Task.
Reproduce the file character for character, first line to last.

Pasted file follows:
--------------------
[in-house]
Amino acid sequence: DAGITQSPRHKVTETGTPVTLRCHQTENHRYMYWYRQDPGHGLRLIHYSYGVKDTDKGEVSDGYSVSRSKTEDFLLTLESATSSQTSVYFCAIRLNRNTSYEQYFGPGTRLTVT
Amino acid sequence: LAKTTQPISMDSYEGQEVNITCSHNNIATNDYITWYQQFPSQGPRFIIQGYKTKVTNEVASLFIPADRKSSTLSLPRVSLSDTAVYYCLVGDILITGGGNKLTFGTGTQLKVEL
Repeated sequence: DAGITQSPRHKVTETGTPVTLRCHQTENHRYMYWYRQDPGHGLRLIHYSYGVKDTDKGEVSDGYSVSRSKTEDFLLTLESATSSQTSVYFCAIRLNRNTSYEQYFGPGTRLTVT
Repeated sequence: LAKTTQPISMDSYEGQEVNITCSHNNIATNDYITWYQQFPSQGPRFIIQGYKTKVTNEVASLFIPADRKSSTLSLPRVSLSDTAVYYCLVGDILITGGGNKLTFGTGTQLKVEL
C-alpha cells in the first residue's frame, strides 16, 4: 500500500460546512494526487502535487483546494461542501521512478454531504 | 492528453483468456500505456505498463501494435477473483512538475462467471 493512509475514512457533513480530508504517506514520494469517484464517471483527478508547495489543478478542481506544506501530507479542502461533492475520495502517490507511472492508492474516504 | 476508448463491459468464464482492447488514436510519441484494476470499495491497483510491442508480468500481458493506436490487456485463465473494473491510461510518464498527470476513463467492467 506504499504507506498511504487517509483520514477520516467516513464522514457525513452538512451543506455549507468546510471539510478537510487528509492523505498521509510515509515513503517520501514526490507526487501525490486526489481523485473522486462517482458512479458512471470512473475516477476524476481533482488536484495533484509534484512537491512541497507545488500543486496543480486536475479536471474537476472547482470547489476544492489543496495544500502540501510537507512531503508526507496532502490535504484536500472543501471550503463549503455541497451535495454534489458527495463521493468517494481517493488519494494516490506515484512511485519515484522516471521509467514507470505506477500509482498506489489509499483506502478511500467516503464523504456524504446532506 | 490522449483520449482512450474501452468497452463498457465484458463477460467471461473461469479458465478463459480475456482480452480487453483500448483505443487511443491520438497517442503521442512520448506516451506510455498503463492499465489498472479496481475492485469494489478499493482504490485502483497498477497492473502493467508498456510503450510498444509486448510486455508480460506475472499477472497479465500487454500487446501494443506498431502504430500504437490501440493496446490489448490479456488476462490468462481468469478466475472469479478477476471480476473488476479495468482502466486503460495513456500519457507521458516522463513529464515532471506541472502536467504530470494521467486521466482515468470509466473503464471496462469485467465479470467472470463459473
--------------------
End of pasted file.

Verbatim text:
[in-house]
Amino acid sequence: DAGITQSPRHKVTETGTPVTLRCHQTENHRYMYWYRQDPGHGLRLIHYSYGVKDTDKGEVSDGYSVSRSKTEDFLLTLESATSSQTSVYFCAIRLNRNTSYEQYFGPGTRLTVT
Amino acid sequence: LAKTTQPISMDSYEGQEVNITCSHNNIATNDYITWYQQFPSQGPRFIIQGYKTKVTNEVASLFIPADRKSSTLSLPRVSLSDTAVYYCLVGDILITGGGNKLTFGTGTQLKVEL
Repeated sequence: DAGITQSPRHKVTETGTPVTLRCHQTENHRYMYWYRQDPGHGLRLIHYSYGVKDTDKGEVSDGYSVSRSKTEDFLLTLESATSSQTSVYFCAIRLNRNTSYEQYFGPGTRLTVT
Repeated sequence: LAKTTQPISMDSYEGQEVNITCSHNNIATNDYITWYQQFPSQGPRFIIQGYKTKVTNEVASLFIPADRKSSTLSLPRVSLSDTAVYYCLVGDILITGGGNKLTFGTGTQLKVEL
C-alpha cells in the first residue's frame, strides 16, 4: 500500500460546512494526487502535487483546494461542501521512478454531504 | 492528453483468456500505456505498463501494435477473483512538475462467471 493512509475514512457533513480530508504517506514520494469517484464517471483527478508547495489543478478542481506544506501530507479542502461533492475520495502517490507511472492508492474516504 | 476508448463491459468464464482492447488514436510519441484494476470499495491497483510491442508480468500481458493506436490487456485463465473494473491510461510518464498527470476513463467492467 506504499504507506498511504487517509483520514477520516467516513464522514457525513452538512451543506455549507468546510471539510478537510487528509492523505498521509510515509515513503517520501514526490507526487501525490486526489481523485473522486462517482458512479458512471470512473475516477476524476481533482488536484495533484509534484512537491512541497507545488500543486496543480486536475479536471474537476472547482470547489476544492489543496495544500502540501510537507512531503508526507496532502490535504484536500472543501471550503463549503455541497451535495454534489458527495463521493468517494481517493488519494494516490506515484512511485519515484522516471521509467514507470505506477500509482498506489489509499483506502478511500467516503464523504456524504446532506 | 490522449483520449482512450474501452468497452463498457465484458463477460467471461473461469479458465478463459480475456482480452480487453483500448483505443487511443491520438497517442503521442512520448506516451506510455498503463492499465489498472479496481475492485469494489478499493482504490485502483497498477497492473502493467508498456510503450510498444509486448510486455508480460506475472499477472497479465500487454500487446501494443506498431502504430500504437490501440493496446490489448490479456488476462490468462481468469478466475472469479478477476471480476473488476479495468482502466486503460495513456500519457507521458516522463513529464515532471506541472502536467504530470494521467486521466482515468470509466473503464471496462469485467465479470467472470463459473